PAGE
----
Stephen Wurm

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Stephen Adolphe Wurm (19 August 1922 – 24 October 2001) was a Hungarian-born Australian linguist.

Early life[edit]

Wurm was born in Budapest, the second child to the German-speaking Adolphe Wurm and the Hungarian-speaking Anna Novroczky. He was christened Istvan Adolphe Wurm. His father died before Stephen was born.

Both of his parents were multilingual, and Wurm showed an interest in languages from an early age. Attending school in Vienna and travelling to all parts of Europe during his childhood, Wurm spoke roughly nine languages by the time he reached adulthood, a gift he inherited from his father, who spoke 17. Wurm went on to master at least 50 languages.[1]

Career[edit]

Wurm grew up stateless, unable to take the nationality of either of his parent or of his country of residence, Austria. Thay enabled him to avoid military service and attend university. He studied Turkic languages at the Oriental Institute in Vienna, receiving his doctorate in linguistics and social anthropology in 1944 for a dissertation on Uzbek.

In 1946, he married fellow student Helene (Helen) Maria Groeger, a specialist in African ethnography. He taught Altaic linguistics at the University of Vienna until 1951.

After reading some works by Sidney Herbert Ray, Wurm became interested in Papuan languages and began a correspondence with Arthur Capell, a lecturer in linguistics at the University of Sydney. Wurm began teaching himself Tok Pisin and Hiri Motu from books and took up a position in London.

In 1954, the Wurms moved to Australia, where Capell had organised for Wurm a post in the Anthropology Department at the University of Sydney. In 1957, the Wurms moved to Canberra, where Stephen took up a post as Senior Fellow within the Research School of Pacific and Asian Studies (RSPAS, now Coral Bell School of Asia Pacific Affairs) at the new Australian National University (ANU). The same year, the Wurms received Australian citizenship. From then on, the main focus of Wurm's research was the study of the languages of New Guinea, but he also carried out research on a number of Australian Aboriginal languages.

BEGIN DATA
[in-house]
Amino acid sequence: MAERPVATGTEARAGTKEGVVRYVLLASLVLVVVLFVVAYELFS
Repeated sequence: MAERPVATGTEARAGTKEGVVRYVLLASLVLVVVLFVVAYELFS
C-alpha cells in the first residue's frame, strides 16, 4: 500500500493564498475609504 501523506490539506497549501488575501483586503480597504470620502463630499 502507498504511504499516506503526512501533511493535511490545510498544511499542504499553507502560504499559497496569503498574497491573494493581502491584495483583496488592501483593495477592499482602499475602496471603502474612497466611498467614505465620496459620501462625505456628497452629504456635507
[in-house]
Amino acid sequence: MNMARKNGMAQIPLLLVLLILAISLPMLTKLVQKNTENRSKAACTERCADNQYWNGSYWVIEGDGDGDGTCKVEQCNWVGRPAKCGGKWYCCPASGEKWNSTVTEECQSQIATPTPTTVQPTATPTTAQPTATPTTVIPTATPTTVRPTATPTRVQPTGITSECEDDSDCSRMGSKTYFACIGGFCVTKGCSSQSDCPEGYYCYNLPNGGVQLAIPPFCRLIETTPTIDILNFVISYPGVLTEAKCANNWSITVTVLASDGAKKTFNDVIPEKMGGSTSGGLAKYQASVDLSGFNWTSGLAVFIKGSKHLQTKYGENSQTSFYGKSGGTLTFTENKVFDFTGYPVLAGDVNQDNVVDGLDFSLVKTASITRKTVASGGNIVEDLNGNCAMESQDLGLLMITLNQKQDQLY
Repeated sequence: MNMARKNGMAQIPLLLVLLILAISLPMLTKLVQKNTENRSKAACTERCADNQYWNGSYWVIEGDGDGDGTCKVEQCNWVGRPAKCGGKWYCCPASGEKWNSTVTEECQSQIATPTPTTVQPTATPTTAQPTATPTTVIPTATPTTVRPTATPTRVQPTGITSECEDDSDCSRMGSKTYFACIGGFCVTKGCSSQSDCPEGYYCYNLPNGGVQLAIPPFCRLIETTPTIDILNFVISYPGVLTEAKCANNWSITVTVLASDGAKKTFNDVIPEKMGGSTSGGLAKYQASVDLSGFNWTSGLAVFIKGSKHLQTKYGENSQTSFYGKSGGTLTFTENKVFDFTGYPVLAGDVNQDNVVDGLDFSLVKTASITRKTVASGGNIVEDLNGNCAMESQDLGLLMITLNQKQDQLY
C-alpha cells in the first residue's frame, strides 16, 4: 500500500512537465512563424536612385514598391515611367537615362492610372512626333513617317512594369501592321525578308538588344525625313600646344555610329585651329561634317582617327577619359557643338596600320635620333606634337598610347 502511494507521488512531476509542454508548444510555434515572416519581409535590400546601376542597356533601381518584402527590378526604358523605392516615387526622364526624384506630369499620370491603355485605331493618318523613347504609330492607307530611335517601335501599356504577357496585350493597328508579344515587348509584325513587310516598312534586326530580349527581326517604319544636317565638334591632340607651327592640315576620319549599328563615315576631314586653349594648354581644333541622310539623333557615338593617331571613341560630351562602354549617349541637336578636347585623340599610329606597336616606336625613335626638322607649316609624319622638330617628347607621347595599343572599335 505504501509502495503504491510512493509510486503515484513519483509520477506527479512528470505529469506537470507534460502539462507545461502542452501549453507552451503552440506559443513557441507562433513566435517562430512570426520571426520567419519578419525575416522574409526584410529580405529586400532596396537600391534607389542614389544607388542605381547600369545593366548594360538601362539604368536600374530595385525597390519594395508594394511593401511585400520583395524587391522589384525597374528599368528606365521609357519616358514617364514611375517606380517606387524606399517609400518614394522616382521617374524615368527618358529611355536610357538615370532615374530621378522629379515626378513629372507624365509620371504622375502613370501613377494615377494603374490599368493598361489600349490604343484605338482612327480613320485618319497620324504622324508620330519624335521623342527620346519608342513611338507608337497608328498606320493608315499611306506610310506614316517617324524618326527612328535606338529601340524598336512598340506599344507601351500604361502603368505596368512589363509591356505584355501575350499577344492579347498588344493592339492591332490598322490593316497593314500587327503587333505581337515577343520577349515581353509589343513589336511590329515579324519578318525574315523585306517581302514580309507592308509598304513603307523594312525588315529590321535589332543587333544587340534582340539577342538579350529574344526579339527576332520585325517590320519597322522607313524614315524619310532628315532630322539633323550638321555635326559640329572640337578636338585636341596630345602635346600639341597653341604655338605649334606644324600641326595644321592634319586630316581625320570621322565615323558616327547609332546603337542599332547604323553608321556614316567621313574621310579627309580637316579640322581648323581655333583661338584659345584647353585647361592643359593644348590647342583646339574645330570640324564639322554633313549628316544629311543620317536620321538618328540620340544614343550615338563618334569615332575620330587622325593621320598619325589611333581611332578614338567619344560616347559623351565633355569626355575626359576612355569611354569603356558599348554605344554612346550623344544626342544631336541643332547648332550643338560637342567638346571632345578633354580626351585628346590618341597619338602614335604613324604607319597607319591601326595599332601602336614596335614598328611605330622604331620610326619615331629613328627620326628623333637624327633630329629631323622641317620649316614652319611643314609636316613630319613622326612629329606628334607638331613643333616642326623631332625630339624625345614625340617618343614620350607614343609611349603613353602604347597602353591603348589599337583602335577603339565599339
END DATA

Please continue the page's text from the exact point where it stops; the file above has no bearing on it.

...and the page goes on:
At the Australian National University, he was Professor of Linguistics from 1968 to 1987. He was elected fellow of the Academy of Social Sciences in Australia in 1976.[2]

Legacy[edit]

In tribute to the scholarship of the man, the journal Oceanic Linguistics titled an article on Wurm "Linguist Extraordinaire".[3]

In recognition of Wurm's outstanding contribution, the Stephen Wurm Graduate Prize for Pacific Linguistic Studies was inaugurated in 2008.[4]

Bibliography[edit]

  • Wurm, Stephen (1975). New Guinea Area Languages and Language Study: Papuan languages and the New Guinea linguistic scene. Dept. of Linguistics, Research School of Pacific Studies, Australian National University.
  • Wurm, Stephen (1972). Languages of Australia and Tasmania. Mouton.
  • Wurm, Stephen (2001). Atlas of the world's languages in danger of disappearing. UNESCO. ISBN 978-92-3-103798-6.
  • Kite, Suzanne; Wurm, Stephen (2004). The Duungidjawu Language of the Southeast Queensland: Grammar, Texts and Vocabulary. Pacific Linguistics, Research School of Pacific and Asian Studies, Australian National University. ISBN 978-0-85883-550-4.
  • Wurm, Stephen; Mühlhäusler, Peter; Tryon, Darrell (1996). Atlas of Languages of Intercultural Communication in the Pacific, Asia, and the Americas: Vol I: Maps. Vol II: Texts. Walter de Gruyter. ISBN 978-3-11-081972-4.

See also[edit]

References[edit]

  1. ^ Pawley 2002, pp. 1-2.
  2. ^ "Emeritus Professor Stephen Wurm AM". Academy of the Social Sciences in Australia. Retrieved 25 May 2018.
  3. ^ Pawley, Andrew (2002). "Stephen Wurm, 1922-2001: Linguist Extraordinaire". Oceanic Linguistics. 41 (1): 1–14. doi:10.1353/ol.2002.0026.
  4. ^ "Stephen Wurm Graduate Prize for Pacific Linguistic Studies". Australian National University. Retrieved 25 May 2018.